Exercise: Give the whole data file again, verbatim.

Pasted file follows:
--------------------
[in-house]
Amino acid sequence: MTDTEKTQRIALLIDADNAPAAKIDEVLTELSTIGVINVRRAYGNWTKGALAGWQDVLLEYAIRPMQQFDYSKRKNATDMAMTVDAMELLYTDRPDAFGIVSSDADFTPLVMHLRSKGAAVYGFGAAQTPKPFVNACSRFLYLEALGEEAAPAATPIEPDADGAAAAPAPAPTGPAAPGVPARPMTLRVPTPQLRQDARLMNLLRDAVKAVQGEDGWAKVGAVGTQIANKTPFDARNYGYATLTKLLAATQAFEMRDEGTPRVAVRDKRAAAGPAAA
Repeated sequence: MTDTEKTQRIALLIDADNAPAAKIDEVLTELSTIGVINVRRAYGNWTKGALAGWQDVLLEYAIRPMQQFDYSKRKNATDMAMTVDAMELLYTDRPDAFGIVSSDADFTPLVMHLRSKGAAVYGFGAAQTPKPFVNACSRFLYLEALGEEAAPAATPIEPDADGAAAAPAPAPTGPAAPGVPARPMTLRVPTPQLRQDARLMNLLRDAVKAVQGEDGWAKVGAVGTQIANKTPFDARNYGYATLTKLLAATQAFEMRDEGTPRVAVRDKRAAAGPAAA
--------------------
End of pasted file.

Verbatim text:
[in-house]
Amino acid sequence: MTDTEKTQRIALLIDADNAPAAKIDEVLTELSTIGVINVRRAYGNWTKGALAGWQDVLLEYAIRPMQQFDYSKRKNATDMAMTVDAMELLYTDRPDAFGIVSSDADFTPLVMHLRSKGAAVYGFGAAQTPKPFVNACSRFLYLEALGEEAAPAATPIEPDADGAAAAPAPAPTGPAAPGVPARPMTLRVPTPQLRQDARLMNLLRDAVKAVQGEDGWAKVGAVGTQIANKTPFDARNYGYATLTKLLAATQAFEMRDEGTPRVAVRDKRAAAGPAAA
Repeated sequence: MTDTEKTQRIALLIDADNAPAAKIDEVLTELSTIGVINVRRAYGNWTKGALAGWQDVLLEYAIRPMQQFDYSKRKNATDMAMTVDAMELLYTDRPDAFGIVSSDADFTPLVMHLRSKGAAVYGFGAAQTPKPFVNACSRFLYLEALGEEAAPAATPIEPDADGAAAAPAPAPTGPAAPGVPARPMTLRVPTPQLRQDARLMNLLRDAVKAVQGEDGWAKVGAVGTQIANKTPFDARNYGYATLTKLLAATQAFEMRDEGTPRVAVRDKRAAAGPAAA